Hey, I have 40 hours and have solo’d and cross countried but I never got to finish my ppl because of COVID last year so I haven’t flown for over a year and was wondering if it would be best to finish that ppl at a mom and pop school or just go straight to atp even with 40+ hours and starting from zero, thanks
Welcome! This is totally your call, but my advice would be to start from zero. There’s just something to be said about continuity. Plus, with only 40 hours, a year since your last flight is a long time. I imagine you would need retraining on enough things that, to me, would be worthwhile to just start over completely. You’ll come in with a basic understanding and it will be an easy transition for you. Those 40 hours will always stay will you. That will be 40 less hours to accumulate, post-program, towards your 1500.
Let us know what other questions you have. Again, welcome to the forum.
Thank you for the feedback, would finishing my ppl with let’s say 90 hours look bad on my logbook when I get an interview at the airlines at all? Thanks
Not at all! You have a valid reason for the gap in your training. I doubt anyone will ever question it, especially if you’re successful in the program.
They won’t care how many hours it took you to get your private so I wouldn’t worry about that.
So you have two choices, stop now and start atp at private or continue and come in credit private… I think Tory has the right idea. After so long since you’ve flown, there’s no telling how far back you’d have to start again to refresh what you had before let alone move forward and finish it. The training you did is better coming in to ATP than none at all. Hopefully the learning curve is less steep for you the second time.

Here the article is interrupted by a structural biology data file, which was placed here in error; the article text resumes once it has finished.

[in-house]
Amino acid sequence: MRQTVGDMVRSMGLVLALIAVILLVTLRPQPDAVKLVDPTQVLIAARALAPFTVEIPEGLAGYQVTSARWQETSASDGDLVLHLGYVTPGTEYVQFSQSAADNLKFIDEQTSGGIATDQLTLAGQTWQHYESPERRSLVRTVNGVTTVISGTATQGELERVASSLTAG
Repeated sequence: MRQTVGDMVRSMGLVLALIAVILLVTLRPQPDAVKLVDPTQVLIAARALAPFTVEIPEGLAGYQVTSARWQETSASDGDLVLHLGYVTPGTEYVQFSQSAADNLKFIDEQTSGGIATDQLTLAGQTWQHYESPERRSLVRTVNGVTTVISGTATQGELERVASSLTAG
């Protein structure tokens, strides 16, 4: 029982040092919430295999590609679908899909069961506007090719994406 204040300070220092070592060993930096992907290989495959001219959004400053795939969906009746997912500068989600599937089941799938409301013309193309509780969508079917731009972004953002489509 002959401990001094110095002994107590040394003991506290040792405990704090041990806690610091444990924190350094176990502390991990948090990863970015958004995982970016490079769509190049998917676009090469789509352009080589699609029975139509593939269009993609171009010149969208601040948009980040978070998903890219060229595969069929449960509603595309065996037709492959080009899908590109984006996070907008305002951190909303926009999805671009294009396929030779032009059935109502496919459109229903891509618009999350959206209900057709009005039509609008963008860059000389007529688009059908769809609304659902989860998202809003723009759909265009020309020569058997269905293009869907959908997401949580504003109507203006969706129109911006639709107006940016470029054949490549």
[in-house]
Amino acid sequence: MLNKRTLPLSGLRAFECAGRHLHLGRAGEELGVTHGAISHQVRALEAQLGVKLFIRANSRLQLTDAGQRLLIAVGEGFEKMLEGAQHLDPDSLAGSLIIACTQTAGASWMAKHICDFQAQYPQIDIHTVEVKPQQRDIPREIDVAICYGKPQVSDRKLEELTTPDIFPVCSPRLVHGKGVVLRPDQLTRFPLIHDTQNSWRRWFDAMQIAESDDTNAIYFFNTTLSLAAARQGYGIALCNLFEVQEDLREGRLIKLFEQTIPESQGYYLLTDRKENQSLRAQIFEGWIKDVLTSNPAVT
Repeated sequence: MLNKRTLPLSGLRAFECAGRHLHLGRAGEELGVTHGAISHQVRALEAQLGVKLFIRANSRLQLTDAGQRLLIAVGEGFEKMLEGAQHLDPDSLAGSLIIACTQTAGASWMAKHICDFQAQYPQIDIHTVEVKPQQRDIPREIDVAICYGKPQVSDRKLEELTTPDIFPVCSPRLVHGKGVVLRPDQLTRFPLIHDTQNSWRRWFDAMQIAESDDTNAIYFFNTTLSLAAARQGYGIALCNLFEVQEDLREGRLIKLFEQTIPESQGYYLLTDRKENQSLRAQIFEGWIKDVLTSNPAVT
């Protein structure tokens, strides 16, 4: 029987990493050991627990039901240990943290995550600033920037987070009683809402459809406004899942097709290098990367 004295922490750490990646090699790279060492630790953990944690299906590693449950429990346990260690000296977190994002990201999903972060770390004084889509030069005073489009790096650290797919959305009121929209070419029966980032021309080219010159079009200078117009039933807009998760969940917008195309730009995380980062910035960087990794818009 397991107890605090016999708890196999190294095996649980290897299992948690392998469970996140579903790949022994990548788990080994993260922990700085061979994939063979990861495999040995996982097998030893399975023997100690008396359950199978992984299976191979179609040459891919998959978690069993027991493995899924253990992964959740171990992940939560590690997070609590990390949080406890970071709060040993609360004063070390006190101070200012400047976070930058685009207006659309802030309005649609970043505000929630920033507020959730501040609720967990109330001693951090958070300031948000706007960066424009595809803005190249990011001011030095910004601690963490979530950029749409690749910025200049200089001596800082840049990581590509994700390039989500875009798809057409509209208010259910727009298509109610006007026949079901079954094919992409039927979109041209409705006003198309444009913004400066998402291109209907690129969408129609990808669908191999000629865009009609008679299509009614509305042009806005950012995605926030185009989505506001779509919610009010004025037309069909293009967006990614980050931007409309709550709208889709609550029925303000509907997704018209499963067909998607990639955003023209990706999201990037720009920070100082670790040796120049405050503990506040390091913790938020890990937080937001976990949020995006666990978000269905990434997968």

Starting credit private, you would need to have at least 70 hours. So best case scenario you don’t need that many refresher hours but you’d still have to pay for at least another 30 (and complete your private) to be eligible to start atp credit private. Worst case scenario, you need another 40 just to get back to where you were, than another 20 to be endorsed for your checkride. So now you’re 100 hours in and still without a private plus all the additional time it took doing it at a mom and pop.
So, I’d cut your losses and start atp at private and be thankful for any advantage you have going in with some prior experience.
With only forty hours, almost all of it over a year ago, I would start all over. The forty hours is not lost, it will count towards your total time and towards your 1,500 hours. With hat much time off, you will likely need to start from darn near scratch anyways.
I’m in agreement with an here. I’m certain you have a great reason for wanting to continue the rest of your training with ATP as there are many. If this is the school you’ve decided gives you the best chance at a successful career in aviation, doesn’t it make sense to start off on the right foot? While it’s usually not an issue, some students have to unlearn some bad habits or learn new procedures. By starting over with ATP it will not only reinforce the skills you have, but correct anything that might need to be before they get too ingrained.
Start from day 1 and be ahead of the curve.
Although the choice is completely up to you, I would also recommend starting back at zero with us. The hours you have now will still contribute towards your 1,500 when time building. This will allow you to have a really solid foundation for your training and most likely allow you to progress through the first part of the program (Private Pilot Stage) a little bit quicker!
As others have already chimed in, I think starting the ATP program from scratch would be a great idea. My current student started with 43 hours, it was over a year since he had flown, he had already solo’d as well. Our first lesson I was able to break the rust off and today during our maneuvers flight, he admitted to me that I gave him really good techniques to improve his maneuvers that he never was exposed to before; in fact, he was within tolerances after I tweaked them ever-so tiny. Those 40 hours that you have will still count to your 1,500 hours, and give you a tiny advantage.